We have several Windows 8 machines that seem to have a problem with their local DateTime. I want them to stop syncing their time with the domain controller. How do I do this?

Some Background information: Sometimes the Date and time just randomly changes (this might have to do with the bios but we can't pinpoint the exact problem yet).. sometimes it just jumps forward a few days, sometimes it goes back a few years etc....

On these machines we have a critical application that needs to be able to work offline and everytime the user saves data it saves the current system-datetime and when it goes online, it synchronizes the data. If we happen to have this datetime problem while the data will have incorrect dates assigned to them and we'll have a serious problem.

As a workaround we added a functionality to this critical application so that it first checks a webservice to compare the client-DateTime with the server-DateTime and if they do not match it should not synchronize data.

But unfortunately, whenever we go online the client also connects to the DC (or AD - not sure, I'm not a system admin) - and synchronizes the DateTime.... This would be good but unfortunately this way we will never know if the DateTime on the client was incorrect and our critical application will just synchronize it's data.

  • "sometimes it just jumps forward a few days, sometimes it goes back a few years etc" this sounds like a serious problem with your clock, you should find a permanent solution to this problem. Having the clock skewed will have other side effects. – Burhan Khalid Mar 18 '14 at 10:41
  • you can say that again. this problem appears to be known issue on windows 8 tablets and we've tested a few from different manufacturers such as fujitusu and dell, and they all have this issue... nobody knows where the problem really lies... – user1841243 Mar 18 '14 at 10:48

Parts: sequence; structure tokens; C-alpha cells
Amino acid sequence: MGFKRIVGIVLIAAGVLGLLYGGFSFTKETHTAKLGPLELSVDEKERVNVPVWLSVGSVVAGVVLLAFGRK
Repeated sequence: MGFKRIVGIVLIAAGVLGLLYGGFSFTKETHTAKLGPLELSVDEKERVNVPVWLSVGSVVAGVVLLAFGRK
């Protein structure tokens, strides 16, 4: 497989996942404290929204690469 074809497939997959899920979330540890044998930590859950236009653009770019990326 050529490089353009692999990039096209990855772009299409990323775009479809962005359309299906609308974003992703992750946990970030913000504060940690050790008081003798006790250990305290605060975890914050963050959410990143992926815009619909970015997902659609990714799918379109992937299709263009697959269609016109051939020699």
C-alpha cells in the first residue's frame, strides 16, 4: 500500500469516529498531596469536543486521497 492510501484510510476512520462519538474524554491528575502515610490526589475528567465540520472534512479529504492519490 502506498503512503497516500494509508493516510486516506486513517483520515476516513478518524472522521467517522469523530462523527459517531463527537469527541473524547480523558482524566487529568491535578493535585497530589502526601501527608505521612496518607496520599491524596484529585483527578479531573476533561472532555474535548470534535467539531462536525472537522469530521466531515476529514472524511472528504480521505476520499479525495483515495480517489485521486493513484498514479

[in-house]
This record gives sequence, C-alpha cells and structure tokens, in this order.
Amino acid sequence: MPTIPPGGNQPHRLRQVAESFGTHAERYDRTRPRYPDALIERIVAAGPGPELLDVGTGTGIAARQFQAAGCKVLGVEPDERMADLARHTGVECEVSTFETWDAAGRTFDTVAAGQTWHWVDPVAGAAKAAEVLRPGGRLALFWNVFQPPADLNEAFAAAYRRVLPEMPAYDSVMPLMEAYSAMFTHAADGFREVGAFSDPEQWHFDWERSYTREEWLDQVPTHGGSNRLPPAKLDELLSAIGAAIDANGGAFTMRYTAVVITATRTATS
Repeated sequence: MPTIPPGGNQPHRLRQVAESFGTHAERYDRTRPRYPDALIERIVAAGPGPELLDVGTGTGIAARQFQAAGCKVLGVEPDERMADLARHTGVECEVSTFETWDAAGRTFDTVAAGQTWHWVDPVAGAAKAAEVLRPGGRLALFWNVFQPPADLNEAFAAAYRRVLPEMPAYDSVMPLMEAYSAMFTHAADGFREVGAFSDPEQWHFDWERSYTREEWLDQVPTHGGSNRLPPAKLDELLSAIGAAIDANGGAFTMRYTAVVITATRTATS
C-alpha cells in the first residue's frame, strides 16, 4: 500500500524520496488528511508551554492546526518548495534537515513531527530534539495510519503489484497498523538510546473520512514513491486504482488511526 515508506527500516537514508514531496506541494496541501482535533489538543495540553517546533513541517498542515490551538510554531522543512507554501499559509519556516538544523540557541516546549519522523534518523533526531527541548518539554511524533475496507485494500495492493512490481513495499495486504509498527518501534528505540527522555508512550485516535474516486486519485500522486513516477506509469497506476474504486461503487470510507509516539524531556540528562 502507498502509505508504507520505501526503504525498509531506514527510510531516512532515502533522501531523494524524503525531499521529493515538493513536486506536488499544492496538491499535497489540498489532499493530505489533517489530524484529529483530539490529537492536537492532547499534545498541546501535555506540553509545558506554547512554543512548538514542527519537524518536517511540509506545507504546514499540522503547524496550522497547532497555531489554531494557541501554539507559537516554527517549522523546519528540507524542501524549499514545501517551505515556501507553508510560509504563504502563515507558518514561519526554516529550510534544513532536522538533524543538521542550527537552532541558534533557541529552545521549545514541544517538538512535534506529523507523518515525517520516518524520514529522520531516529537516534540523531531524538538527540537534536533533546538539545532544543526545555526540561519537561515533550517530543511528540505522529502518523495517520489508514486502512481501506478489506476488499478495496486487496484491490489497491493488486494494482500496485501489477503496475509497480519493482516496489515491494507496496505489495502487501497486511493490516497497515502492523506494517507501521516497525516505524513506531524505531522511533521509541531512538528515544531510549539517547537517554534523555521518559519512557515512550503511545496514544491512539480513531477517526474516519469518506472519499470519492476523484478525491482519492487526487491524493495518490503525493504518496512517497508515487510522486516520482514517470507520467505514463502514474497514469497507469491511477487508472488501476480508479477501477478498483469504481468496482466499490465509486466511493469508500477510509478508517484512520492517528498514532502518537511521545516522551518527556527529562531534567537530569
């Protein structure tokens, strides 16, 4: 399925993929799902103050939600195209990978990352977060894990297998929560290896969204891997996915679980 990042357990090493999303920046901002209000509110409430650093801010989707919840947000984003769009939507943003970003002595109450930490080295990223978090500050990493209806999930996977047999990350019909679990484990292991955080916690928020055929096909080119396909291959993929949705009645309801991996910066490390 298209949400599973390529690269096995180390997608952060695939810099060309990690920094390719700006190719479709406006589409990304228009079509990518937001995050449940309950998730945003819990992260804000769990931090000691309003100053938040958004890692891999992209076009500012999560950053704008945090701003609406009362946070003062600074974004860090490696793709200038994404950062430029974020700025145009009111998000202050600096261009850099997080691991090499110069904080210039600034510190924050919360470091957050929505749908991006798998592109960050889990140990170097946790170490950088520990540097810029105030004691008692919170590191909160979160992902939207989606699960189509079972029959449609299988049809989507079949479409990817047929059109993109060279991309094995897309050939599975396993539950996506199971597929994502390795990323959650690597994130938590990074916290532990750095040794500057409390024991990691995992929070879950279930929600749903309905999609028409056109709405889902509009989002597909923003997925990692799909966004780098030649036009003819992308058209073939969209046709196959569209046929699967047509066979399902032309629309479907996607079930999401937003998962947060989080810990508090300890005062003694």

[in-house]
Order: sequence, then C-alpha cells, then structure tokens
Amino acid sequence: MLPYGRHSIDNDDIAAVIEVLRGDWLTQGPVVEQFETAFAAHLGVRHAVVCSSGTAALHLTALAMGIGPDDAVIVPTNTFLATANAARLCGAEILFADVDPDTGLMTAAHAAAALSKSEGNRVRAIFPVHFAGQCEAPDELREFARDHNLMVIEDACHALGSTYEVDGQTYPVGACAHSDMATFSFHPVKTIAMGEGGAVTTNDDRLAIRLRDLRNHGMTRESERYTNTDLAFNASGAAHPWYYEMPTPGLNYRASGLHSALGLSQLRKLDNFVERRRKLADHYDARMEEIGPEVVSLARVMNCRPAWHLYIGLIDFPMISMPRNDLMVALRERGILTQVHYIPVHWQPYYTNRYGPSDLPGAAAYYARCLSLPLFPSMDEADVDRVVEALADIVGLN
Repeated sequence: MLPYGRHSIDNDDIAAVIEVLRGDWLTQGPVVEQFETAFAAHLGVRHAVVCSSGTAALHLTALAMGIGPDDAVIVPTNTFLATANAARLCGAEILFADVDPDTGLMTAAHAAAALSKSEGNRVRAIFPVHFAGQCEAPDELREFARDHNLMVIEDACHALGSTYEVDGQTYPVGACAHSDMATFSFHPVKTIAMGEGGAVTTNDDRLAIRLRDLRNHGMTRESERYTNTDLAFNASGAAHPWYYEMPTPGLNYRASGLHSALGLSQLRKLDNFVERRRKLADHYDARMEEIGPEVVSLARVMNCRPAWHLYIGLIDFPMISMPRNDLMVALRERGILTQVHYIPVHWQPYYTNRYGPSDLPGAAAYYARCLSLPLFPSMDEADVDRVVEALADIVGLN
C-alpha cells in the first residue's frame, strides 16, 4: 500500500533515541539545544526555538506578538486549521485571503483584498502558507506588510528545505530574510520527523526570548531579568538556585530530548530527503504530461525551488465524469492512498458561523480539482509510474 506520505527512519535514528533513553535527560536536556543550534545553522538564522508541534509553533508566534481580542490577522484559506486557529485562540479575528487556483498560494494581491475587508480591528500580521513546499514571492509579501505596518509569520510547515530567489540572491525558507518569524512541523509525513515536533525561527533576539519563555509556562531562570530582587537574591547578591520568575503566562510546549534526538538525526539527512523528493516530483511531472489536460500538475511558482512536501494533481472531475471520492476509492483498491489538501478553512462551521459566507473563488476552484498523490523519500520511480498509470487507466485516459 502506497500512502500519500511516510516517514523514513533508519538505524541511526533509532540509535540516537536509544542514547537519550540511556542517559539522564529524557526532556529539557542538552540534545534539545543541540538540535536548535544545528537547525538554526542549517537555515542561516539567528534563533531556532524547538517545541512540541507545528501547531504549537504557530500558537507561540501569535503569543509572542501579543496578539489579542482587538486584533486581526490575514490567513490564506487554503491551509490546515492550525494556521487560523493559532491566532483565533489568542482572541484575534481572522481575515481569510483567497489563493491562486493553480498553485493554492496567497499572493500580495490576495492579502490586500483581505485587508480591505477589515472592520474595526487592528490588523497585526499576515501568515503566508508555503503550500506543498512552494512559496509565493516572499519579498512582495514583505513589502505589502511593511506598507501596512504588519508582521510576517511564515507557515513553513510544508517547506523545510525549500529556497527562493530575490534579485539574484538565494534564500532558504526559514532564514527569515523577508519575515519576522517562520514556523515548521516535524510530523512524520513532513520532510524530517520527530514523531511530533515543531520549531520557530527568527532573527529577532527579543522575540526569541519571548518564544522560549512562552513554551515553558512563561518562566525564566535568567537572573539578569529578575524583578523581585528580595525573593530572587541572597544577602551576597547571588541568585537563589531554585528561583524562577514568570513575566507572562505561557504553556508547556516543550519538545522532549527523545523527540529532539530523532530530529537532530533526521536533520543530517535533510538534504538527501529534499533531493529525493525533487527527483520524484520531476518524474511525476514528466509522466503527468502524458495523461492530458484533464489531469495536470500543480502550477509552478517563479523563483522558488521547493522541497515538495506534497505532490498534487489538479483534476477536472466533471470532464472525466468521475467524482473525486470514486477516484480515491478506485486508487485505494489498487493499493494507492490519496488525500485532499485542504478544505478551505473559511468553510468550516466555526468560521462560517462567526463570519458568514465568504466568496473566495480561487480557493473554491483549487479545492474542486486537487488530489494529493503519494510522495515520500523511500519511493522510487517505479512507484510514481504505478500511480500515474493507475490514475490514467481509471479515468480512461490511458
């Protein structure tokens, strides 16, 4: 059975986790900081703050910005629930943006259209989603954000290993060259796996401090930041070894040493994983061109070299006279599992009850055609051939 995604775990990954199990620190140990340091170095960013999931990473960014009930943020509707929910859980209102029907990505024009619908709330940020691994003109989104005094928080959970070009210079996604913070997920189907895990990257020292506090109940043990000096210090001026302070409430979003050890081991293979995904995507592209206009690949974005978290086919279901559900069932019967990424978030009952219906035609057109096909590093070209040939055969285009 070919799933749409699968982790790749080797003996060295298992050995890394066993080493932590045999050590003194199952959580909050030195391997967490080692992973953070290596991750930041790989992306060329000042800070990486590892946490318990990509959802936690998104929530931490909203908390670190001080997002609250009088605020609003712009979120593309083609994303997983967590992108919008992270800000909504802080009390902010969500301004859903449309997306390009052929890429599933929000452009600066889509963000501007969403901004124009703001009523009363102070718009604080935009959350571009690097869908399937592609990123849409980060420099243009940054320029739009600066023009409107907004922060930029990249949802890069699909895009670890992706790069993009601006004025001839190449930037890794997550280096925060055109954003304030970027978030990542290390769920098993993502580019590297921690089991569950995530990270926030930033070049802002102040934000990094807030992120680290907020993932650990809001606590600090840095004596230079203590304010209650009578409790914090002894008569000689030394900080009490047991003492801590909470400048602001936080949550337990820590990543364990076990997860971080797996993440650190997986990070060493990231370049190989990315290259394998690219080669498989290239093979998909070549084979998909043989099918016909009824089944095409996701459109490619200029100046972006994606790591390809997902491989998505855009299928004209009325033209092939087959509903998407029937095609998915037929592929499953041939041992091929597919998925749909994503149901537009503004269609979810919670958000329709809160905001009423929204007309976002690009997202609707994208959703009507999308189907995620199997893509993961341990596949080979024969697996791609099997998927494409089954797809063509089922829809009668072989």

• it's probably not the best idea to relay on client data when it comes to critical applications. you should never trust client input and rather search for a solution that will work without the local client time. if for example only the update order is important, you cloud use a simple counter for every update that is done when the client is offline so the data gets synced in correct order when the client goes back online. – omni Mar 18 '14 at 12:49

I guess you know that the time synchronisation is critical for Kerberos authentication to function correctly? Usually any difference of more than 5 minutes either way would cause a failure in authentication.

It sounds like this solution is just a temporary one though. The documentation for w32tm says that you can set the synchronisation source to NONE using the following:

w32tm /config /syncfromflags:NO /update

If you want to run this on a remote computer, you can add /computer:<COMPUTERNAME>.

| improve this answer | |
  • Hi, thanks for your answer, I didn't know this (I'm actually a developer and fear that our sysadmin will just dismiss any such suggestion).... Is kerberos authentication the default client logon protocol? and I suppose this command has to be run on the client? – user1841243 Mar 18 '14 at 10:34
  • @user1841243 please see my edits relating to your comment. Hopefully your SysAdmin will accept a KB article from MIT as gospel. Also added explanation of how to run remotely, but yes, this is a client configuration. – john Mar 18 '14 at 10:40
  • I can't upvote yet, so thanks from the comment section :-) – user1841243 Mar 18 '14 at 10:55
  • As an aside: The latest version of MIT Kerberos no longer requires time synchronization, but this code is so new it is not in Windows. It will be many years before you can use this... – Michael Hampton Mar 18 '14 at 12:35
  • @MichaelHampton I think I was a little hasty with my link from MIT. A TechNet article would probably have been more appropriate. I'm intrigued though... – john Mar 19 '14 at 8:54

Your Answer

By clicking “Post Your Answer”, you agree to our terms of service, privacy policy and cookie policy

Not the answer you're looking for? Browse other questions tagged or ask your own question.